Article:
Do robots pose a threat to UK jobs?
Recent headlines suggest that up to a third of jobs in the UK could be at risk of being replaced robots in the next 20 years. Whilst the advances in technology have been understood for many years, the scale of the impact of robotics on the UK job market has until now been widely under estimated.
Frey and Osbourne, commissioned by Deloitte to carry out a study on the risk of automation to UK jobs. The results of their study estimate, that approximately 35% of jobs in the UK are at high risk of being replaced by automation. Due to a lower instance of manufacturing than elsewhere in the UK London might fare better than the rest of the UK. In London, jobs paying under £30k are 8 times more likely to be replaced with technology than those paying over £100k.
Barriers to the automation age.
The biggest hurdles likely to slow down the implementation of automation are the needs of the role. Those that have a focus on the skills of perception and manipulation, creativity and social intelligence are harder to replace by machinery, meaning these roles are at lower risk of being replaced.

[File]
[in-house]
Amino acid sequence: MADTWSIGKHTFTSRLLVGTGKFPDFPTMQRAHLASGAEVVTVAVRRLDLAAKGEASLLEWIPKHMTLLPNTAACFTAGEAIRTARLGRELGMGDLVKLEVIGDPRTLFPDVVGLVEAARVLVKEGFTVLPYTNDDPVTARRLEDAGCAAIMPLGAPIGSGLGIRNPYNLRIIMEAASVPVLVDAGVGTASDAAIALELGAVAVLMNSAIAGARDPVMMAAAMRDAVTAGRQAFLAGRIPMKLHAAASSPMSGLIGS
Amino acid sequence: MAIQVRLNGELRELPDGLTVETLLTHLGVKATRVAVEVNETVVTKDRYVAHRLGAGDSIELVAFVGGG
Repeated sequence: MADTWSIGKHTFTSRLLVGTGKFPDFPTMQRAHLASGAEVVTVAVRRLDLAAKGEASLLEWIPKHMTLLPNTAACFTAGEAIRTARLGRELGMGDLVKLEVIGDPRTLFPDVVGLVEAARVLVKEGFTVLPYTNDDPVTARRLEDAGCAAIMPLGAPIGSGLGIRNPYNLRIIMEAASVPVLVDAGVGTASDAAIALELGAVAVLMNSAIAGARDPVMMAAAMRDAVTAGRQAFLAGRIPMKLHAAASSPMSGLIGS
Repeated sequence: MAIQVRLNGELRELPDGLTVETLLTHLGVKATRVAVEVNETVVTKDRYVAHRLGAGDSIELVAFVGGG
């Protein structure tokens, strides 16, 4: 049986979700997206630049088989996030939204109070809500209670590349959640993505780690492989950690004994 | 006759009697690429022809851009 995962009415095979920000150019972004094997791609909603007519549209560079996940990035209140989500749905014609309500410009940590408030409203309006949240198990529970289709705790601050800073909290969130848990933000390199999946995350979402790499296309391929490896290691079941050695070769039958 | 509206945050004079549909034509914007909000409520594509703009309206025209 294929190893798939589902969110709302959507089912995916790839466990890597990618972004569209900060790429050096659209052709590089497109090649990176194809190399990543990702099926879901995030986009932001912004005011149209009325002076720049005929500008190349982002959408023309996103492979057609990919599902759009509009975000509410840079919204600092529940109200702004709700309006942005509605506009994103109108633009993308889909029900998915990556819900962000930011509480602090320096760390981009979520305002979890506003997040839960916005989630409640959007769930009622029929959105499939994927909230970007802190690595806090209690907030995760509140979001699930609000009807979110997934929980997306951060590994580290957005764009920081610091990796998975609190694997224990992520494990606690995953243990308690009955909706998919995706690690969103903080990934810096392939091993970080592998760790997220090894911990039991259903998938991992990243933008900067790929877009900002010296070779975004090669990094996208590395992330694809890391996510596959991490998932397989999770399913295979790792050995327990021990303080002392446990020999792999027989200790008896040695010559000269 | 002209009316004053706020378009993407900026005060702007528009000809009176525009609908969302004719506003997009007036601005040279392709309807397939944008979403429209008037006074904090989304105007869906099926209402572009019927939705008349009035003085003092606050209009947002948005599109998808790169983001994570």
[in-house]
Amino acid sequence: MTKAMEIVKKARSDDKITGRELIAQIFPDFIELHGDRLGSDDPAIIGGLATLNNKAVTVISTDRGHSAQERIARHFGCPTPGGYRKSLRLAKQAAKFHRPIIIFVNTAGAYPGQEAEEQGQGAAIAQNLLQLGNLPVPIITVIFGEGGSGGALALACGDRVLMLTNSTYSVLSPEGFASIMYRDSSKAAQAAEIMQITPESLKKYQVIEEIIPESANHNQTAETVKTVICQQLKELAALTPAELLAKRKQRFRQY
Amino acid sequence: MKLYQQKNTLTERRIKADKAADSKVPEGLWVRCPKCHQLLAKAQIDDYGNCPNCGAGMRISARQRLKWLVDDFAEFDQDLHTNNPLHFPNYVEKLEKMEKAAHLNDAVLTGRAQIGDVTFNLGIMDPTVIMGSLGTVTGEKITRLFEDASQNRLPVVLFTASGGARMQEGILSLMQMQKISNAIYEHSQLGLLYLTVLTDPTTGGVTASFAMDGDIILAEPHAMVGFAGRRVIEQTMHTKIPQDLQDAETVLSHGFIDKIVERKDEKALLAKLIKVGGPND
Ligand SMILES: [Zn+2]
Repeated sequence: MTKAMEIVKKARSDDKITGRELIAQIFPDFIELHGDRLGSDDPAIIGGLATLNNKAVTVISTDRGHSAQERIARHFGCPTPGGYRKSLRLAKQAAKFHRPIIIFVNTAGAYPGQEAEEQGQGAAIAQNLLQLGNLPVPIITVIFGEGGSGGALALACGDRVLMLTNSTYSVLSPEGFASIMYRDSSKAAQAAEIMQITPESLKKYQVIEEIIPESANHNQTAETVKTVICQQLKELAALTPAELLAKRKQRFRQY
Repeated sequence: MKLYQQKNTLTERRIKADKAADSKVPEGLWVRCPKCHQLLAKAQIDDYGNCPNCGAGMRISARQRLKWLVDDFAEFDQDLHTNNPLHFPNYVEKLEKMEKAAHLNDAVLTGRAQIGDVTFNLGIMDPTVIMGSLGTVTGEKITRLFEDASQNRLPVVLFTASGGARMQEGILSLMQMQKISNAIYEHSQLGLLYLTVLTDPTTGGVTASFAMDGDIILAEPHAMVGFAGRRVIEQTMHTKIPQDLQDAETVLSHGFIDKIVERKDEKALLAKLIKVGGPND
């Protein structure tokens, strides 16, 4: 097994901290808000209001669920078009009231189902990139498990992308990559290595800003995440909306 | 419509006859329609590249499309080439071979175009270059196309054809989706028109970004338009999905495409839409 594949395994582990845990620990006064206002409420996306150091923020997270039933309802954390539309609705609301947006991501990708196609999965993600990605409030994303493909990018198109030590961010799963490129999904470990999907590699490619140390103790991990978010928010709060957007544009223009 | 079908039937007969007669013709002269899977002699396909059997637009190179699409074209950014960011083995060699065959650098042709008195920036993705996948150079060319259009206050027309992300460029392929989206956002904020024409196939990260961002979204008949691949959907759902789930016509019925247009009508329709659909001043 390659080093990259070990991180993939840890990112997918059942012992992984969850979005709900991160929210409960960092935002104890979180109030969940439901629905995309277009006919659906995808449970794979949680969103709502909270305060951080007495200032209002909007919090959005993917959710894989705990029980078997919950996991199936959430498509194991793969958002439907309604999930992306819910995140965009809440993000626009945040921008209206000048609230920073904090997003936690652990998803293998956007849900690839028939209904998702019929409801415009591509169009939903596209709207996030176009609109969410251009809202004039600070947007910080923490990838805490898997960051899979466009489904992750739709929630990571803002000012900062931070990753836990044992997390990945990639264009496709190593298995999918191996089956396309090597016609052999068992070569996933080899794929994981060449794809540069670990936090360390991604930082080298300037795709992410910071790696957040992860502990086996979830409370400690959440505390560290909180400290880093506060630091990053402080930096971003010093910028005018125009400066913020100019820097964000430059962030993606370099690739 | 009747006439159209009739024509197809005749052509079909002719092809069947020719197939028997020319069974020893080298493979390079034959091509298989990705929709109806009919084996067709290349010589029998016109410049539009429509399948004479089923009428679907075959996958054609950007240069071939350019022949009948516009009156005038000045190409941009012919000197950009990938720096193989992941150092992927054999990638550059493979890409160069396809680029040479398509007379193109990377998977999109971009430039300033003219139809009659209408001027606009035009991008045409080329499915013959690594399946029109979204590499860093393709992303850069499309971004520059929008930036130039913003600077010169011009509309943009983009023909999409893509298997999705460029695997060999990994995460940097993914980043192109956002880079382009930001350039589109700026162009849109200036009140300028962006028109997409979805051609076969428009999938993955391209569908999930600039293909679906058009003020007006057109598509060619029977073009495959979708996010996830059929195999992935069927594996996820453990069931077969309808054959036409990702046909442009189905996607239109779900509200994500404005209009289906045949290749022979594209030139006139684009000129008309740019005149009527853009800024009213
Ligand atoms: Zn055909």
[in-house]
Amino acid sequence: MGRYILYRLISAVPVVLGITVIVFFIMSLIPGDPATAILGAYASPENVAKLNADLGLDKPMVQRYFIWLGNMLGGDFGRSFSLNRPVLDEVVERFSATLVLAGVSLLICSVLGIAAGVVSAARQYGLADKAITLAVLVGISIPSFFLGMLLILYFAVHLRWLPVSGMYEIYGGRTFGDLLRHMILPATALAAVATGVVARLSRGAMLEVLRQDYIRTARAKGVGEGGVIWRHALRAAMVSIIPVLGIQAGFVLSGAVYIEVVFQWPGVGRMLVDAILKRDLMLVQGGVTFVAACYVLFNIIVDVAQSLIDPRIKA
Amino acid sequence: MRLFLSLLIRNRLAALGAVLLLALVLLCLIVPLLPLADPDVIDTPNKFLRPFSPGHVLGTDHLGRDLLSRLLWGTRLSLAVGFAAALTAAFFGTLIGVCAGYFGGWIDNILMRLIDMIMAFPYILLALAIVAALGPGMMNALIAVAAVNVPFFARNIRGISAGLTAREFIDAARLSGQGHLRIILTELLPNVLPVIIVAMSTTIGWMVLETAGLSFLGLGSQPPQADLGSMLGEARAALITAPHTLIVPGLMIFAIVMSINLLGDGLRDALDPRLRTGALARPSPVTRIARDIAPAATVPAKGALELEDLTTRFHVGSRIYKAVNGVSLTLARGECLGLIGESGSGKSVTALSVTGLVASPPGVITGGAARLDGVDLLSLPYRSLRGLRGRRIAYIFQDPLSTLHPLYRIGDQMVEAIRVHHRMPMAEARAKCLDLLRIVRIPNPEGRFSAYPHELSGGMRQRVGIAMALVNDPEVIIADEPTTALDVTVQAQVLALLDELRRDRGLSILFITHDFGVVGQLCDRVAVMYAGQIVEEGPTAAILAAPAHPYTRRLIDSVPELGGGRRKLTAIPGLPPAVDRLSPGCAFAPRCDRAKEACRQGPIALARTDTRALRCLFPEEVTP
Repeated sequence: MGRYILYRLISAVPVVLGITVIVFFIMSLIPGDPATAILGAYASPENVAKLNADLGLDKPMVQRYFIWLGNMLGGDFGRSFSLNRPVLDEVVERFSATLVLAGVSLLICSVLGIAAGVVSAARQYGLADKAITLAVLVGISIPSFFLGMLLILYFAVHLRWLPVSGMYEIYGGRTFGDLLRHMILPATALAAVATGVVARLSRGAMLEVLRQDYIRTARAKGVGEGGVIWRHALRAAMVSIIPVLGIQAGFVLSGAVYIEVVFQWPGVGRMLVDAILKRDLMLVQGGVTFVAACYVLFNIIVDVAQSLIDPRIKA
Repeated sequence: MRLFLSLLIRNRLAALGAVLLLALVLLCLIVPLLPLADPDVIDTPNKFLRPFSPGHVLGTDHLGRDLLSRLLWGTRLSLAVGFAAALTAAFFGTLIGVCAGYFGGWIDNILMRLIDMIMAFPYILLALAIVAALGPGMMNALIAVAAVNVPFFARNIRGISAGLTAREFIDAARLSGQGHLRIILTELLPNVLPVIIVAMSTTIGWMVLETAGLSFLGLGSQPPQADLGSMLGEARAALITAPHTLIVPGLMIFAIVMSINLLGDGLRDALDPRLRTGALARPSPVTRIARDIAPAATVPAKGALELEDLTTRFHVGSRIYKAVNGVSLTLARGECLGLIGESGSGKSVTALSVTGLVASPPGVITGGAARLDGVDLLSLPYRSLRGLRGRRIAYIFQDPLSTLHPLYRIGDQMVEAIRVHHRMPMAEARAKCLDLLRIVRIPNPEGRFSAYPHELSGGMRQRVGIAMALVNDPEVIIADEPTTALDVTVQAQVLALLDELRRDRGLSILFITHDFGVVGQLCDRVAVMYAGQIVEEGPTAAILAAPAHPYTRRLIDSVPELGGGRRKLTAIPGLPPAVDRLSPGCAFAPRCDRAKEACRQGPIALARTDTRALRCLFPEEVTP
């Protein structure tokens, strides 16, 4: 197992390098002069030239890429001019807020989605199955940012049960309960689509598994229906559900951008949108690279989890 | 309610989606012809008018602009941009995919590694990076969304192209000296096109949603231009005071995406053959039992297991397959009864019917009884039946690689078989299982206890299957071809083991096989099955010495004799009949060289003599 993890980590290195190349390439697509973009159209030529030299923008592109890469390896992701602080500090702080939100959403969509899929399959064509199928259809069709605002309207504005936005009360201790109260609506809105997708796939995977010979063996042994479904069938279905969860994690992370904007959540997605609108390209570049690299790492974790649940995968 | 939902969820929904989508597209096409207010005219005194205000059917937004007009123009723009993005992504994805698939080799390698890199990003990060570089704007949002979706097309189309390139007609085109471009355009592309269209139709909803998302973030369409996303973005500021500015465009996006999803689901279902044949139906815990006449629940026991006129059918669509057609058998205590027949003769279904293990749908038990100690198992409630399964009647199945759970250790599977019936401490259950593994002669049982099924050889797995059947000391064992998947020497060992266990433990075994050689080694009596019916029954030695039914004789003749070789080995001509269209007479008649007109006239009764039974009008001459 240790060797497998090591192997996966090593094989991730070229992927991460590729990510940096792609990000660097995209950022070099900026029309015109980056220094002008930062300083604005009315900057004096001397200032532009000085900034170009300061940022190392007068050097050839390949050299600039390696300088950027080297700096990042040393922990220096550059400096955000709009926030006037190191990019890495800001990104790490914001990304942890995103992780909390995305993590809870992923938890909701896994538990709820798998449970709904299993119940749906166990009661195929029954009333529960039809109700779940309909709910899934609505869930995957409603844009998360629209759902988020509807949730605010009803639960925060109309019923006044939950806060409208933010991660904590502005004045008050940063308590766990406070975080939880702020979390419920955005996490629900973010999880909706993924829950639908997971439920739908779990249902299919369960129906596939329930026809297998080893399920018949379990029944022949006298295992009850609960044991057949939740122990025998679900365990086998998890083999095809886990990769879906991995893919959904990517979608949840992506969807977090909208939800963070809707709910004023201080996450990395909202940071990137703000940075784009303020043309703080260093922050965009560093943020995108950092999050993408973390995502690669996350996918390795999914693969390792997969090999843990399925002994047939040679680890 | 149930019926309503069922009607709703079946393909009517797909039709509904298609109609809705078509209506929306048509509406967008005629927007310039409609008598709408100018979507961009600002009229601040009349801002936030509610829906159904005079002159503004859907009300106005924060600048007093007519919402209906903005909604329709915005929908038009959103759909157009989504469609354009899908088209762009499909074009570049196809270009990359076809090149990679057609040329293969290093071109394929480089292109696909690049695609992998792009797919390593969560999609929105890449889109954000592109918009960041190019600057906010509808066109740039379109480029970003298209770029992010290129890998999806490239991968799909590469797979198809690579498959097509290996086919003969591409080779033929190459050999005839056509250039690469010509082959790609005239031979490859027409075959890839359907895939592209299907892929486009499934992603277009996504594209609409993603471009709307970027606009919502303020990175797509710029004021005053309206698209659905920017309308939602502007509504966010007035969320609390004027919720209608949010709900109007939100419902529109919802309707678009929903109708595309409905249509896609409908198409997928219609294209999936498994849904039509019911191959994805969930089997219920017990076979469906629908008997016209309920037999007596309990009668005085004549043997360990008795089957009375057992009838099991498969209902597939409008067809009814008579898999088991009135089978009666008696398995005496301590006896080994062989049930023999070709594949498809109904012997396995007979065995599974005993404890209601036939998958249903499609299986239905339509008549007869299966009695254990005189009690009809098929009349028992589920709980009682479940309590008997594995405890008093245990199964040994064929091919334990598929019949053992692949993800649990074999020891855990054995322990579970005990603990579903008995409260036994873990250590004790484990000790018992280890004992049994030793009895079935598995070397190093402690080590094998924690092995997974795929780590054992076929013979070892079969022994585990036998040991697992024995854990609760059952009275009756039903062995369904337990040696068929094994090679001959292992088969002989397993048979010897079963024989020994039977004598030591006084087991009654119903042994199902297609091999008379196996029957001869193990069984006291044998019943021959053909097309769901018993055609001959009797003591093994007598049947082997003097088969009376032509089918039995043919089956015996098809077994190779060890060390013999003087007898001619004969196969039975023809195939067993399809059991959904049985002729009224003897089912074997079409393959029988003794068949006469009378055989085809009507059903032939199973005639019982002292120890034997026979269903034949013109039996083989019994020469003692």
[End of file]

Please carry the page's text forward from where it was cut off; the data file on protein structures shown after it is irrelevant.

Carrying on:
Changing landscape of the job market.
Whilst organisations studied revealed that they are planning to increase their workforces, some by up to 10%, over the next year, 85% stated that the jobs created will move away from process and administration roles, to a growth in roles with a managerial, creative and digital skill base.
The jobs at biggest risk – ie the jobs that have the lesser degree of barriers – are production in manufacturing, transport, construction and sales support services. Jobs at lowest risk are those in senior management positions, education, financial services, arts media and health care.
As some jobs disappear from the landscape, others emerge to replace them. Linked In did a review of their 259 million worldwide members, and reported the fastest growing job titles cited in the report include IOS developer, Social media, Data scientists and Zumba Instructors!
What does this mean for the workforce?
The need to adapt is important for continuity of employment. Jobs, job roles and organisations will in no doubt change significantly over the next 20 years. Employees and job hunters will need understand the changes to their local markets and react accordingly. Developing transferable skills and be willing to take a new direction will be essential for career success.